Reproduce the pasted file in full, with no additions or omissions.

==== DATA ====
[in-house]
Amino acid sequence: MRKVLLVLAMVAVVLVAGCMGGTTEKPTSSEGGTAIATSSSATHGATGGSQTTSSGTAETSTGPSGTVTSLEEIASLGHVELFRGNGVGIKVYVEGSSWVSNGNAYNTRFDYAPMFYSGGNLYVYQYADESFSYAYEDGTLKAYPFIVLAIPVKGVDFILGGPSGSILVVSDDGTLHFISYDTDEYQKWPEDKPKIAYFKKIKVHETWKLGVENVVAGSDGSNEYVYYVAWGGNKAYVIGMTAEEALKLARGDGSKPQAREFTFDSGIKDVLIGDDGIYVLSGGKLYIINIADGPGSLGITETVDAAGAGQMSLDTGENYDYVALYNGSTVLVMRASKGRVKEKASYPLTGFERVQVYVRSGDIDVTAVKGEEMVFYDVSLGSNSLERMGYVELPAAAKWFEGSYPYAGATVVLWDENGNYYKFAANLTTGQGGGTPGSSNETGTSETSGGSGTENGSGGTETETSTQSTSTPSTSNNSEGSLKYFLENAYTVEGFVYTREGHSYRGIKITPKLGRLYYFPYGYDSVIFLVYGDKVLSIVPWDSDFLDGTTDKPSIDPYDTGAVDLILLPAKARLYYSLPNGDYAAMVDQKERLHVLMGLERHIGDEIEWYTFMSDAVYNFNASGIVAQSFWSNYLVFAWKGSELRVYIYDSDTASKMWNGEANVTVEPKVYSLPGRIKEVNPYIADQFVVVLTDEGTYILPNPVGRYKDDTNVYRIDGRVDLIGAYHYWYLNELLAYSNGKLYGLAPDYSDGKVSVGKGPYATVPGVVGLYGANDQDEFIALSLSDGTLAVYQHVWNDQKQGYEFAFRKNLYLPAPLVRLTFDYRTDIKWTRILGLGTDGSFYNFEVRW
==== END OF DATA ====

[in-house]
Amino acid sequence: MRKVLLVLAMVAVVLVAGCMGGTTEKPTSSEGGTAIATSSSATHGATGGSQTTSSGTAETSTGPSGTVTSLEEIASLGHVELFRGNGVGIKVYVEGSSWVSNGNAYNTRFDYAPMFYSGGNLYVYQYADESFSYAYEDGTLKAYPFIVLAIPVKGVDFILGGPSGSILVVSDDGTLHFISYDTDEYQKWPEDKPKIAYFKKIKVHETWKLGVENVVAGSDGSNEYVYYVAWGGNKAYVIGMTAEEALKLARGDGSKPQAREFTFDSGIKDVLIGDDGIYVLSGGKLYIINIADGPGSLGITETVDAAGAGQMSLDTGENYDYVALYNGSTVLVMRASKGRVKEKASYPLTGFERVQVYVRSGDIDVTAVKGEEMVFYDVSLGSNSLERMGYVELPAAAKWFEGSYPYAGATVVLWDENGNYYKFAANLTTGQGGGTPGSSNETGTSETSGGSGTENGSGGTETETSTQSTSTPSTSNNSEGSLKYFLENAYTVEGFVYTREGHSYRGIKITPKLGRLYYFPYGYDSVIFLVYGDKVLSIVPWDSDFLDGTTDKPSIDPYDTGAVDLILLPAKARLYYSLPNGDYAAMVDQKERLHVLMGLERHIGDEIEWYTFMSDAVYNFNASGIVAQSFWSNYLVFAWKGSELRVYIYDSDTASKMWNGEANVTVEPKVYSLPGRIKEVNPYIADQFVVVLTDEGTYILPNPVGRYKDDTNVYRIDGRVDLIGAYHYWYLNELLAYSNGKLYGLAPDYSDGKVSVGKGPYATVPGVVGLYGANDQDEFIALSLSDGTLAVYQHVWNDQKQGYEFAFRKNLYLPAPLVRLTFDYRTDIKWTRILGLGTDGSFYNFEVRW